FAQs About Requesting Letters of Recommendation

Last updated on November 15, 2017

Grades, test scores, an essay and lists of activities and awards will tell selection committees a lot, but they won’t show how others view you. That’s why most colleges ask for letters of recommendation. Some schools leave the choice of recommenders open, while others require a letter from teachers of certain subjects, a guidance counselor, an employer or others.

Here are frequently asked questions and answers about requesting recommendations:

Whom Should I Ask?

If you have a choice, ask someone who knows your academic abilities and accomplishments very well.

Ideally, the person would also know you outside of class, perhaps as an advisor to a club in which you’ve played a leadership role. (Don’t ask a coach unless he or she can also address academics.)

Make sure your recommender is someone with current or recent knowledge of you, not a teacher you had freshman or sophomore year.

When Should I Ask Them?

Give recommenders at least a month before the college’s deadline, and tell them what that deadline is.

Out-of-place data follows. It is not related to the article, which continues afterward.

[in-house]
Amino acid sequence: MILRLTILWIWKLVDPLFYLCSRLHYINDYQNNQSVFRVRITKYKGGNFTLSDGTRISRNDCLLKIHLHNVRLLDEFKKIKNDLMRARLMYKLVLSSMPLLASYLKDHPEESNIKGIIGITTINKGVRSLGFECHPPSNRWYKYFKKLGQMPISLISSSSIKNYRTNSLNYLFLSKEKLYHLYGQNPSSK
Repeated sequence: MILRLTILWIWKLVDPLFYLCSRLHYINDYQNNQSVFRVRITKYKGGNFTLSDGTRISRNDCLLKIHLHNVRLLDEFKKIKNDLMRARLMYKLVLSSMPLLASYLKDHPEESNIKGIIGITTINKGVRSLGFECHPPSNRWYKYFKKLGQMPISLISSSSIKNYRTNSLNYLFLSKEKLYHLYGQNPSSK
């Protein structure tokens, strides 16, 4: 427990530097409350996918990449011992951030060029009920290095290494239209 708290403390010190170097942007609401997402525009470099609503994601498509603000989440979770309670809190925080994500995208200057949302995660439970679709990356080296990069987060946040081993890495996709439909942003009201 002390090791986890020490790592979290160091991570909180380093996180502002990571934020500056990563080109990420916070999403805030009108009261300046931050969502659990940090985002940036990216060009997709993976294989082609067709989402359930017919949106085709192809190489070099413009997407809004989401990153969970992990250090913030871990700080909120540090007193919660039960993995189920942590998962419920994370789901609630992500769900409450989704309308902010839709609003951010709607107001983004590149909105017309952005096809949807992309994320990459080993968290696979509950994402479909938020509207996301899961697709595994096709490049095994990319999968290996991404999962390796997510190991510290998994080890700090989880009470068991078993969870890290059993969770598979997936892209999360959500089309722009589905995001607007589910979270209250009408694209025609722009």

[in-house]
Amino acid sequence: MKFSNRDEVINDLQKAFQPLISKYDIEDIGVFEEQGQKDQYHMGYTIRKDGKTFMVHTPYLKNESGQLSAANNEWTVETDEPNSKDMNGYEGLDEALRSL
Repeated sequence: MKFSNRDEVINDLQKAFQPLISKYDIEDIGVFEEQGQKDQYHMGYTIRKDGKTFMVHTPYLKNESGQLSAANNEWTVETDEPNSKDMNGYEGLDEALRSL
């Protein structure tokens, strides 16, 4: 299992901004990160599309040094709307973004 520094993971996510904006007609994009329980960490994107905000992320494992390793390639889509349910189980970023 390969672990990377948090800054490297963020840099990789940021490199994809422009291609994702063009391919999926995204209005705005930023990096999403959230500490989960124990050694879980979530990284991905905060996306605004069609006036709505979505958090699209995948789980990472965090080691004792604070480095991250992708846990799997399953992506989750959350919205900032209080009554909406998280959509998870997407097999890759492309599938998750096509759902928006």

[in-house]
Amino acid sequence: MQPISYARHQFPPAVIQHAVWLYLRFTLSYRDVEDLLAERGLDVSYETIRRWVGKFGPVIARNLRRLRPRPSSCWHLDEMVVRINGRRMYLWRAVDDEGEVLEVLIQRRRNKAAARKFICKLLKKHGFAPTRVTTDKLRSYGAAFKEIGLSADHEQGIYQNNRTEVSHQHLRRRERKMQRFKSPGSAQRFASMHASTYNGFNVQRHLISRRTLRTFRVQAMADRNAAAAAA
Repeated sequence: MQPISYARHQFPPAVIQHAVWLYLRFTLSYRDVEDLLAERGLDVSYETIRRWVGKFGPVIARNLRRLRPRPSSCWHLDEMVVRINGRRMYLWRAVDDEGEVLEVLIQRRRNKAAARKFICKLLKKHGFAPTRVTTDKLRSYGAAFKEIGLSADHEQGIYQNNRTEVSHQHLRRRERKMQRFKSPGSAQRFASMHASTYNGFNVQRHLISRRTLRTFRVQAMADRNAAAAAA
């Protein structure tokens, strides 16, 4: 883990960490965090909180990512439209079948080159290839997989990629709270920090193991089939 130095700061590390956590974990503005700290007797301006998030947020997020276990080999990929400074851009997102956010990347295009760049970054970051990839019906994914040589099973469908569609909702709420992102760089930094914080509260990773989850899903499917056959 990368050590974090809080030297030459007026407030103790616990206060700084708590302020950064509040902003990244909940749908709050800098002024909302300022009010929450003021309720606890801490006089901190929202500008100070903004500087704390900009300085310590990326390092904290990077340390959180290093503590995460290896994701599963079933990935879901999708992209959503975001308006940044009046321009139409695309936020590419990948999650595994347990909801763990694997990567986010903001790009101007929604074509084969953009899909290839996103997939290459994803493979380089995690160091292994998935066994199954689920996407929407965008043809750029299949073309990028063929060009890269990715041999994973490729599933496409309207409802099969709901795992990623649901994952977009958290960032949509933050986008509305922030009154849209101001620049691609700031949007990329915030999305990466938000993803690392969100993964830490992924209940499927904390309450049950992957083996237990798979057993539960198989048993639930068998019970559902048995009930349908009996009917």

Ideally, ask teacher recommenders in the spring of junior year, so they have the summer to write. (This timing is especially important if you’re applying for Early Decision or Early Action.)

Check on their progress a week or so before the deadline.

What Do They Need From Me?

Make it easy for your recommenders by putting together a packet containing:

  • The name of the college and some background, so they can write about why you are a good match
  • A resume or a brief listing of grades, activities, awards, community service, special talents and skills
  • The name of the person to whom the letter should go, or “Dear Selection Committee” if you don’t know a name
  • An addressed, stamped envelope. If the letter must be sent in an official envelope from your school or the recommender’s place of business, supply postage.

Do I Get to Read What They Wrote?

You can—but you shouldn’t. You have a legal right to read what someone says about you, but experts say waiving that right on the application will give your recommendation more credibility

Do I Have to Do Anything After the Letters Are Sent?

Write thank-you notes to all your recommenders. Write second ones if you get in!